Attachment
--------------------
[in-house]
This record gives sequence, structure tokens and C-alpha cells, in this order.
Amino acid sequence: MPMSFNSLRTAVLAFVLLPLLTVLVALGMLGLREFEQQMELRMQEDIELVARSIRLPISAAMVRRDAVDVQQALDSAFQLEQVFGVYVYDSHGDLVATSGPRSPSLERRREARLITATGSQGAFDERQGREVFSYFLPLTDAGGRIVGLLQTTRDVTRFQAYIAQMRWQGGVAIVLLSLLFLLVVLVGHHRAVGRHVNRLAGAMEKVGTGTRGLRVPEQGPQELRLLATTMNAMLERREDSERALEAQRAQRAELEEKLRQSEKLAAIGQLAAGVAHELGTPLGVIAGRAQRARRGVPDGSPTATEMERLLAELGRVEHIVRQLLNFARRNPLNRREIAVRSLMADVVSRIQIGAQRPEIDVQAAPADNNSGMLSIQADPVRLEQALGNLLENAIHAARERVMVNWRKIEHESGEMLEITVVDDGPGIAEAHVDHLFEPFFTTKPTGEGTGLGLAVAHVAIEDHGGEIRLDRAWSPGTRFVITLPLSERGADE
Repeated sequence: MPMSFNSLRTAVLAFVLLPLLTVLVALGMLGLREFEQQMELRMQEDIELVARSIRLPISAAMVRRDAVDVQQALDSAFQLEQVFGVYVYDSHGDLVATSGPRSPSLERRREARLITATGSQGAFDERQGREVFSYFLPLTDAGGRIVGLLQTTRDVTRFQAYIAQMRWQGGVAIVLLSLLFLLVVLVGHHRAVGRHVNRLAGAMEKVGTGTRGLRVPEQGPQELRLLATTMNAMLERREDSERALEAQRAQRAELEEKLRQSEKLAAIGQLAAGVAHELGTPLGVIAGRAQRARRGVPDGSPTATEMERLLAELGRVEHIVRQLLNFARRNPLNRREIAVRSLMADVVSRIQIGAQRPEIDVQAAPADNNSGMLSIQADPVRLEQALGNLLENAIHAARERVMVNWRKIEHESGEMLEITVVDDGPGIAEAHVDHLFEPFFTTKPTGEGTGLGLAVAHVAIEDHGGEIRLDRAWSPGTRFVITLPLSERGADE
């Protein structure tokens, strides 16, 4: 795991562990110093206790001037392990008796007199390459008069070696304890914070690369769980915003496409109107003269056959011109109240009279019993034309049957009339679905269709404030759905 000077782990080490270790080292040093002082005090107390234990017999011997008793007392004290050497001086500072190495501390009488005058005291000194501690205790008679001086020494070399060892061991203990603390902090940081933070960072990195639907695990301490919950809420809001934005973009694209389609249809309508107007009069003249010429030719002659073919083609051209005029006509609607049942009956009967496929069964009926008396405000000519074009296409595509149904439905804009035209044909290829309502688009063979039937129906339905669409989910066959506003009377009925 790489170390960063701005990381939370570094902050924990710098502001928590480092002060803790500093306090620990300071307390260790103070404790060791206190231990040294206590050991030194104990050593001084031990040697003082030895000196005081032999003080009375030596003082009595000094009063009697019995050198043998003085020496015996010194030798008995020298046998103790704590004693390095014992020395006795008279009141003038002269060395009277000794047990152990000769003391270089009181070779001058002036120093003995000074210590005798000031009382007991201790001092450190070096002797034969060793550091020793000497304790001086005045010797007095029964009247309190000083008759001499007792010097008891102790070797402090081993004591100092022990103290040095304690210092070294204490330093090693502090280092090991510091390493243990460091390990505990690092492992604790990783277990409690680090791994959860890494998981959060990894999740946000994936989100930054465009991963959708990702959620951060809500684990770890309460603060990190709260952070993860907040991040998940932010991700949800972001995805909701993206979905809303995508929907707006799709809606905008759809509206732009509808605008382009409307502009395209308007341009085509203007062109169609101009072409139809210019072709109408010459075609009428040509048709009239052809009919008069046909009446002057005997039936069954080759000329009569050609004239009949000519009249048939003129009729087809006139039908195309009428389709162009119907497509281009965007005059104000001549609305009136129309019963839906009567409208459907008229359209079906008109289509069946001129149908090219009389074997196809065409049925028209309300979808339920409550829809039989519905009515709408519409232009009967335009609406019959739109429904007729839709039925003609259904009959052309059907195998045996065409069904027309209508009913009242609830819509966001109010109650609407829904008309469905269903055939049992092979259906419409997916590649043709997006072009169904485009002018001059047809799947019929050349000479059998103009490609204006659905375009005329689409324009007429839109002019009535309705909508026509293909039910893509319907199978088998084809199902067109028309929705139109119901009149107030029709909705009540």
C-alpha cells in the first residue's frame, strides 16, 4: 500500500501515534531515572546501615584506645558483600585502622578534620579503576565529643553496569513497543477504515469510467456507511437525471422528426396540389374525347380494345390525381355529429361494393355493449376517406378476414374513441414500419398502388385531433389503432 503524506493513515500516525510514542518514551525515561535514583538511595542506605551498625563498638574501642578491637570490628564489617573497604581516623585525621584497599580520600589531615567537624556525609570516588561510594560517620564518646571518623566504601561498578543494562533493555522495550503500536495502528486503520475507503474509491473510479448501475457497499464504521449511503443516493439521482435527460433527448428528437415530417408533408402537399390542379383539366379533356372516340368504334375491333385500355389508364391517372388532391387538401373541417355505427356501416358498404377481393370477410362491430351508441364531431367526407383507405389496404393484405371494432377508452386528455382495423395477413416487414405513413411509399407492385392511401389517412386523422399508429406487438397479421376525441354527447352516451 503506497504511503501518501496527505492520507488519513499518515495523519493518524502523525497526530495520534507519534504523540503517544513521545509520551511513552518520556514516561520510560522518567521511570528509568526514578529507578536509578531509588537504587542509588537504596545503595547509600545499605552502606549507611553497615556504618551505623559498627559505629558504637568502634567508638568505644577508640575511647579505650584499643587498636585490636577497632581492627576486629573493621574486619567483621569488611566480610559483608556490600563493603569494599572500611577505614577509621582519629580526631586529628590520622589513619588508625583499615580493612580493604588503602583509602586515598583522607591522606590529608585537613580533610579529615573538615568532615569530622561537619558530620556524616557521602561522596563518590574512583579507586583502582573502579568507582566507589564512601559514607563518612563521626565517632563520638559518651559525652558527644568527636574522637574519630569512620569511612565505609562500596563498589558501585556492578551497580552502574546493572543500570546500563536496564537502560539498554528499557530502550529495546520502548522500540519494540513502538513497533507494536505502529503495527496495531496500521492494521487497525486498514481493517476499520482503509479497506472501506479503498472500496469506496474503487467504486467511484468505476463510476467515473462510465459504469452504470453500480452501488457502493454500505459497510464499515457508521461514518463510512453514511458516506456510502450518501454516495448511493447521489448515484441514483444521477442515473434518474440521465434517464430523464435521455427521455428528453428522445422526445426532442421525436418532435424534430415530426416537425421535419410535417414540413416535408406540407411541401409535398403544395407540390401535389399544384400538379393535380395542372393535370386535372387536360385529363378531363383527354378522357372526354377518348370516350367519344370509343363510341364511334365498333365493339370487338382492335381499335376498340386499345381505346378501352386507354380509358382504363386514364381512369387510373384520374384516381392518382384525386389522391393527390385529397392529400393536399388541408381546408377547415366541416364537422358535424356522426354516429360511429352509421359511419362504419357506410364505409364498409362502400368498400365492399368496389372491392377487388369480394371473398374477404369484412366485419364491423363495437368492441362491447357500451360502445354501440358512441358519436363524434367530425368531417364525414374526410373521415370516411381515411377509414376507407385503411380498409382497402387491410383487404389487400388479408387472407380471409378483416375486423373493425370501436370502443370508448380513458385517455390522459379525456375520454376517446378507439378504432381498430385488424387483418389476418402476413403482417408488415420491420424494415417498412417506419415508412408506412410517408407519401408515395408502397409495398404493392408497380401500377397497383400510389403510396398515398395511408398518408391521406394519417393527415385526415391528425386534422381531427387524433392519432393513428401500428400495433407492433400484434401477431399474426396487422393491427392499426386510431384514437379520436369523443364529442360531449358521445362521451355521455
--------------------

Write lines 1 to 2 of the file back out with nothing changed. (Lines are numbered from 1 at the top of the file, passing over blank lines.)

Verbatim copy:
[in-house]
This record gives sequence, structure tokens and C-alpha cells, in this order.